AMD is launching three new 8-core processors in the hope they can lift along with the Haswell-E release hype from Intel. Looking and comparing the two would not be fair. The AMD FX 8370 series launch at 200 USD, the Core i7 5960X is a 999 USD processor.That said, the multi-core awareness in applications is picking up, and opposed to two years ago 8-core processors make a lot more sense these days. Gaming with the per-core performance that the octacore AMD series offers remains tricky to explain. My generic advice here is that if you stick to mainstream PC gaming (and do not use high-end graphics cards or Crossfire/SLI), only then you are OK with an AMD FX processor as tested today.
The PileDriver based FX 8370(E) processors from AMD does what was expected of it, and that's increase performance, albeit that statement is relative for the new 95W E model with its lower the power draw (and thus performance). Other then that it's the FX 8350 with a couple of tweaks. Overall these CPUs are based on a very a sound architecture if we lived in a world where all games and application would make use of massive multi-threading then AMD would be competing very well with Intel. And though things slowly change most often applications use up-to four cores, and that's why Intel with its higher per core performance will win time after time. It's simple per physical CPU core Intel is twice as fast over the AMD FX CPU core. But again, with Windows 8 things are slowly changing and the overall performance you can't complain about. You get a fast and responsive PC and operating system with fast apps and program responsiveness. Gaming however will remain a bit of a conundrum with a high-end graphics cards as games often only use two to four cores, and a faster per physical CPU core performance remains incredibly relevant if you are not GPU bound.
AMD has set the strategy to pursue processors with as many CPU cores as possible. The benefit here is that massively threaded applications really like that very much. Look at the Handbrake (multi-threaded video transcoding application) results and content creation with MAXON's animation software CINEMA 4D. But yeah, the hardware needs the software in order to shine. Times are slowly changing though, I mean we had the single core to dual-core revolution, quickly followed by four, six and thus now eight cores. So where multi-threaded applications are programmed right AMD really starts to shine with the FX series.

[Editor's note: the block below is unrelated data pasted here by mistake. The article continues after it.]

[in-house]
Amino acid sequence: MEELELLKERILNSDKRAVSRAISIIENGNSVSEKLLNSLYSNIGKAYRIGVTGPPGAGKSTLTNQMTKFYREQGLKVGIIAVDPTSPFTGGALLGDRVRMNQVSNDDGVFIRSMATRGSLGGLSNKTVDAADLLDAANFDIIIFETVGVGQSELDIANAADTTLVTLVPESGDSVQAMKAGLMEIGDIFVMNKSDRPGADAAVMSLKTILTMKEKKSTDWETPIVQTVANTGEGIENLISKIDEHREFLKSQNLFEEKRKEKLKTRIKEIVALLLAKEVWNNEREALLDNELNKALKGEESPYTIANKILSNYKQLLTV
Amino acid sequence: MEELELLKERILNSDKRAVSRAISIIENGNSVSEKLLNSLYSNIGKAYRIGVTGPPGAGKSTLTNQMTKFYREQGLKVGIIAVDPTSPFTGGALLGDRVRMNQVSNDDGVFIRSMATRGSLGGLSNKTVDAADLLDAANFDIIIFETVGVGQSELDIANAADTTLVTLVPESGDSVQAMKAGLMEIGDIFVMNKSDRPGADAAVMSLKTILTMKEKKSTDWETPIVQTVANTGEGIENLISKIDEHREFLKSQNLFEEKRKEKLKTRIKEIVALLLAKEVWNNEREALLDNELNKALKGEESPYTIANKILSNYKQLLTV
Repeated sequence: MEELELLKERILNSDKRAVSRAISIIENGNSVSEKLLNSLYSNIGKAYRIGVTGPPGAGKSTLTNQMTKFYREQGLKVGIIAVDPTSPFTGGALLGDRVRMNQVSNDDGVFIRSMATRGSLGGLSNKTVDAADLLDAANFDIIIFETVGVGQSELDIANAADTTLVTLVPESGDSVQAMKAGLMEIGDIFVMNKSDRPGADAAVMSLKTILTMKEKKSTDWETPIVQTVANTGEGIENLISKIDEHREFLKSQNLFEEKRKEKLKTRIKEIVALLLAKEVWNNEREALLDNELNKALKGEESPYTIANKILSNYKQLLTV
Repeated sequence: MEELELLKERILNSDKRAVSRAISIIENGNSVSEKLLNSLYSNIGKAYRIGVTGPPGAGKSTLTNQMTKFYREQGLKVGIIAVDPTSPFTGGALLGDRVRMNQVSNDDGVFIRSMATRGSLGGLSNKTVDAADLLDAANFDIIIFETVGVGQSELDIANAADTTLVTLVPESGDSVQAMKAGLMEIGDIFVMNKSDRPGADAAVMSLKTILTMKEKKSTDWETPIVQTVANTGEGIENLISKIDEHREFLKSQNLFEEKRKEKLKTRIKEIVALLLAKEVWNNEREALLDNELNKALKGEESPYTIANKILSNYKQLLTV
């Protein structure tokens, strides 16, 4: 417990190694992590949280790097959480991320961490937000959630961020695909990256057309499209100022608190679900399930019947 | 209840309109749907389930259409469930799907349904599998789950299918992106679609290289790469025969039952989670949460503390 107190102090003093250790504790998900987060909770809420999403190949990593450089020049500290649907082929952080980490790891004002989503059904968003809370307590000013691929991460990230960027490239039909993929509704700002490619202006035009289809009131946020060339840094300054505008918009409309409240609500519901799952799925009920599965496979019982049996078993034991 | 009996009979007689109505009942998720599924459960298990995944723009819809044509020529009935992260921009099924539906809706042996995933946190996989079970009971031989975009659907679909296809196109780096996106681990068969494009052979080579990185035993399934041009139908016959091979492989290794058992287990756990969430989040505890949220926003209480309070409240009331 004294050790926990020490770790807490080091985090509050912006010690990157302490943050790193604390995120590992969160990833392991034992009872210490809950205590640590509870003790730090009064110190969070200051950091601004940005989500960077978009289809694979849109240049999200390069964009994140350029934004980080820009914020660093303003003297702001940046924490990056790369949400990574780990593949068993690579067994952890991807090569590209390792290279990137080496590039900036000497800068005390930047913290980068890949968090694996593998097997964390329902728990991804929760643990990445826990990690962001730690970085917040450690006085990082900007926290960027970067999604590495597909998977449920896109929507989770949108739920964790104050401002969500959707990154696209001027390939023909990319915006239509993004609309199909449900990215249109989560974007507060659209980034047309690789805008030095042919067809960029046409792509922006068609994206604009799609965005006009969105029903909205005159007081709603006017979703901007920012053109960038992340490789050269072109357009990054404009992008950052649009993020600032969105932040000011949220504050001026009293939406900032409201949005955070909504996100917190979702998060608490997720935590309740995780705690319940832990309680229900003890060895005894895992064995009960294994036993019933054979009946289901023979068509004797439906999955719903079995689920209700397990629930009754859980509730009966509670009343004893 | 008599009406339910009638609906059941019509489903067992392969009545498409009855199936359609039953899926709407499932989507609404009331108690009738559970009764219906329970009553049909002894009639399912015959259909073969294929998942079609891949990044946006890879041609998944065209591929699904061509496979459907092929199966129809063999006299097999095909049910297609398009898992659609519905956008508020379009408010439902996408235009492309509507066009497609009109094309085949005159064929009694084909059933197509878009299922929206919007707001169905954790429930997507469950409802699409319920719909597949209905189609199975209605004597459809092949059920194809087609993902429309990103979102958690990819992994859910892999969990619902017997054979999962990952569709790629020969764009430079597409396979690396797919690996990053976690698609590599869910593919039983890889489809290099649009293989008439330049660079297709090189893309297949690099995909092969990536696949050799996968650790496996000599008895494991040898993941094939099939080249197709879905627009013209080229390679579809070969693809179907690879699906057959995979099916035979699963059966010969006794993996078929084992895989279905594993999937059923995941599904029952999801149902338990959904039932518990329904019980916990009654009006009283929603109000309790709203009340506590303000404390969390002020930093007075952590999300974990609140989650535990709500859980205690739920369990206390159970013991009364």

Real World Usage
So the opposite effect of AMDs offering is that with applications that prefer say one or two CPU threads and thus utilize only one or two cores, that's where the FX series have a really hard time as the per core performance starts to hinder AMD very much. I've been using the FX 8370E processor for a couple of days now though and granted the overall experience with this processor is once again great. The OS responds more than fast enough and for you everyday usage you'll have a hard time noticing any difference to say a Core i5 processor. Once you start up applications that allow for it, multi-threading kicks in really nicely performance will quickly see high-end grade performance.
In games we see similar behaviour but the FX remains relatively weak on most games due to its very average per core performance. But if you take for example a Radeon R9 285, then it would be in good symbiosis with the processor performance. Overall in the higher resolutions you'll be GPU dependant more then CPU dependant. So gaming at Full HD with an AMD FX 8370 series processor will be absolutely fine. Once you go Crossfire / SLI or use a high-end dedicated graphics card, that where you would like to have a faster per-core performing product. But for mainstream gaming / usage the processor will be totally fine.